Trying to have a calculated once associated function with no arguments

Traits make it possible to have associated functions, methods, types, and consts for implementing types. I am in a situation where I am deriving a trait for structs, that involves one non-trivial calculation, and the result of that calculation can be used over and over again throughout the binary. I have tried to model this as an associated const, but because of the nature of the calculation, it cannot be done trivially for const (requires some allocation). And even if it could, it would come with drawbacks as outlined here. The other option would be to run the calculation inside an associated function with no arguments, but then it is wasting time redoing the calculation. Is there a way to model this such that the calculation is only done once and then used as the return for the associated function?

Other things considered that I don't love:

  • Global dictionary that uses the struct identity as the key lookup
1 Like

It might help if you could share some example code that shows the shape of the trait you're working with and the computation you want to perform. One possibility that comes to mind is using a wrapper struct with a once_cell::sync::Lazy field, like this:

trait Base {
    // ...
}

fn non_trivial_calculation<T: Base>() -> SomeData {
    // allocations, etc.
}

struct Wrapper<T> {
    memo: Lazy<SomeData>,
    inner: T,
}

impl<T: Base> Wrapper<T> {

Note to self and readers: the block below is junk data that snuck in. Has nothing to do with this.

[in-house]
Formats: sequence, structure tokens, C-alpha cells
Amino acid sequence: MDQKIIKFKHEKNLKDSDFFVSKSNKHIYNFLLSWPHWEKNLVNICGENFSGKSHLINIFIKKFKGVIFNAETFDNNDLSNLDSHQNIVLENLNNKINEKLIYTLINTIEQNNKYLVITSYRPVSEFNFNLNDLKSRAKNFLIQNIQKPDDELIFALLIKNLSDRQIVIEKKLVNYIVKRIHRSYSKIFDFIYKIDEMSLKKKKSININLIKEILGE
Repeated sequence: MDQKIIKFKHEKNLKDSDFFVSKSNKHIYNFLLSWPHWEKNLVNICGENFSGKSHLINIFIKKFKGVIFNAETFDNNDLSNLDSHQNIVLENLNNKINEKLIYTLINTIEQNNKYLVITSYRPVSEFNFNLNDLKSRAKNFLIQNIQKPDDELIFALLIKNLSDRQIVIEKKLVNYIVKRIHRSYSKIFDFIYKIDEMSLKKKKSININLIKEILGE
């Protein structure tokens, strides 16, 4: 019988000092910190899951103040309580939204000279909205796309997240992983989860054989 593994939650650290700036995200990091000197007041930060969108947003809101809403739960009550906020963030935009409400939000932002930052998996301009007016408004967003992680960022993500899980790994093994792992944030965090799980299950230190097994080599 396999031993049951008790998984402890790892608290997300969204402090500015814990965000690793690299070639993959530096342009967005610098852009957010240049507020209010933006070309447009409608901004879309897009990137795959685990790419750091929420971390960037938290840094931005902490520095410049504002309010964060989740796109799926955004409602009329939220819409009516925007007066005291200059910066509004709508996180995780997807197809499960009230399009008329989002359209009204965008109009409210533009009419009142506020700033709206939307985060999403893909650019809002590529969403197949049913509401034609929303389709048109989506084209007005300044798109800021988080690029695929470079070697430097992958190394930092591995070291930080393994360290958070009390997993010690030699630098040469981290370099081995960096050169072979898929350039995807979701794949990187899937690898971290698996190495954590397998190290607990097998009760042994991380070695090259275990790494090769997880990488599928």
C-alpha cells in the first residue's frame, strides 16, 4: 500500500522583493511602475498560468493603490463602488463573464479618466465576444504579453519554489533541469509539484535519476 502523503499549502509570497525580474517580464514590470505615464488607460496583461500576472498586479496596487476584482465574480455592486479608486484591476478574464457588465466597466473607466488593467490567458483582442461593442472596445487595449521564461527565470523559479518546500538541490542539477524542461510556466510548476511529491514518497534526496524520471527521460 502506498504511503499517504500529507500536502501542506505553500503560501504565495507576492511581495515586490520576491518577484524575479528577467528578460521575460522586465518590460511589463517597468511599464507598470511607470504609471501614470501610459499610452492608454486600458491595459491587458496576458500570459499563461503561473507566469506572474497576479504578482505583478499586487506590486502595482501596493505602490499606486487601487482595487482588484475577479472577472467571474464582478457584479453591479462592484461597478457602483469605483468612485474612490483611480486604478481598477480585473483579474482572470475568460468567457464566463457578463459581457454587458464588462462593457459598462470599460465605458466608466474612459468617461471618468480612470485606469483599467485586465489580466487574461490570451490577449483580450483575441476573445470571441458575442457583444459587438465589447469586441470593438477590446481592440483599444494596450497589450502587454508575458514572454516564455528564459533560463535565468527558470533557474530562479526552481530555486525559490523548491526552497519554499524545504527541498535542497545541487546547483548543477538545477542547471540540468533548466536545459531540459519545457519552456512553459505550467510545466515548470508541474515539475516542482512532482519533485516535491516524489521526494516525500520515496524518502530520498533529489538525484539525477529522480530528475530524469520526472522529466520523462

fn new(inner: T) -> Self {
        Self {
            memo: Lazy::new(non_trivial_calculation::<T>), 
            inner,
        }
    }

    fn get(&self) -> &SomeData {
        &*self.memo
    }

    // other methods to access `inner`, presumably
}

That will perform the actual computation for T at most once per instance of Wrapper<T>. To ensure that it happens at most once ever, you would indeed need some kind of map keyed by type to keep track of the memoized results, either a true (static) global or passed around explicitly to functions that need it.

3 Likes

Of course you don't have to package the Lazy together with a value of the implementing type, and maybe the only reason I wrote it that way is to avoid PhantomData… the point is, by looking at where the output of this type-dependent computation is used you might be able to figure out a place to store the Lazy that gives convenient access to the memoized output, and such that you avoid duplicating the computation for a given type without a global data structure.

1 Like

This is great! Thank you so much for responding! I'm going to look into this as a possible solution! I may come back to ask you about PhantomData and Lazy as they are new to me.

A code example almost exactly what Im trying to do is in this stack overflow post.. Which is linked above but for a different reason. The one difference being that their solution can be made into a const function

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